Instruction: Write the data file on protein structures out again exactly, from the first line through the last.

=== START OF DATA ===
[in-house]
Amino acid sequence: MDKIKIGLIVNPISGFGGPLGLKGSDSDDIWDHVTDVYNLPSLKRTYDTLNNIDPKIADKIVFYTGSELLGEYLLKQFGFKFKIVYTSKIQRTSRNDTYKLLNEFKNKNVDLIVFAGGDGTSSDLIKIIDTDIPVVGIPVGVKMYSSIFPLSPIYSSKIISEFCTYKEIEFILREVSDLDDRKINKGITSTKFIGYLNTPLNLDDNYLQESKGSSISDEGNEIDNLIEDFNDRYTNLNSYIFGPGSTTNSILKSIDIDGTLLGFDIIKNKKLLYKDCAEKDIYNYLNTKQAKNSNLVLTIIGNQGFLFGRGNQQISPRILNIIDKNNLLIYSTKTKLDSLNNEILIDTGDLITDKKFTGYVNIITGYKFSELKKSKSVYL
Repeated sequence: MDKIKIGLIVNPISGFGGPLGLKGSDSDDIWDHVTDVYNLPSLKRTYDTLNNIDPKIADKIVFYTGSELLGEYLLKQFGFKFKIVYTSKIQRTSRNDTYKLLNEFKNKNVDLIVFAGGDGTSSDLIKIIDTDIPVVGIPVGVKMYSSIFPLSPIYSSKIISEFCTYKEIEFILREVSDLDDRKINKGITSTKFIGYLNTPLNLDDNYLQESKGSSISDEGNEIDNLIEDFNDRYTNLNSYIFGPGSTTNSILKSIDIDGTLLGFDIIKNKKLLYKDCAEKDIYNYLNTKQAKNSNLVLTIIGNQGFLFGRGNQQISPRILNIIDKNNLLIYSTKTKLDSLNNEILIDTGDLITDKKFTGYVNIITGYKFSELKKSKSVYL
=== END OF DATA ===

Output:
[in-house]
Amino acid sequence: MDKIKIGLIVNPISGFGGPLGLKGSDSDDIWDHVTDVYNLPSLKRTYDTLNNIDPKIADKIVFYTGSELLGEYLLKQFGFKFKIVYTSKIQRTSRNDTYKLLNEFKNKNVDLIVFAGGDGTSSDLIKIIDTDIPVVGIPVGVKMYSSIFPLSPIYSSKIISEFCTYKEIEFILREVSDLDDRKINKGITSTKFIGYLNTPLNLDDNYLQESKGSSISDEGNEIDNLIEDFNDRYTNLNSYIFGPGSTTNSILKSIDIDGTLLGFDIIKNKKLLYKDCAEKDIYNYLNTKQAKNSNLVLTIIGNQGFLFGRGNQQISPRILNIIDKNNLLIYSTKTKLDSLNNEILIDTGDLITDKKFTGYVNIITGYKFSELKKSKSVYL
Repeated sequence: MDKIKIGLIVNPISGFGGPLGLKGSDSDDIWDHVTDVYNLPSLKRTYDTLNNIDPKIADKIVFYTGSELLGEYLLKQFGFKFKIVYTSKIQRTSRNDTYKLLNEFKNKNVDLIVFAGGDGTSSDLIKIIDTDIPVVGIPVGVKMYSSIFPLSPIYSSKIISEFCTYKEIEFILREVSDLDDRKINKGITSTKFIGYLNTPLNLDDNYLQESKGSSISDEGNEIDNLIEDFNDRYTNLNSYIFGPGSTTNSILKSIDIDGTLLGFDIIKNKKLLYKDCAEKDIYNYLNTKQAKNSNLVLTIIGNQGFLFGRGNQQISPRILNIIDKNNLLIYSTKTKLDSLNNEILIDTGDLITDKKFTGYVNIITGYKFSELKKSKSVYL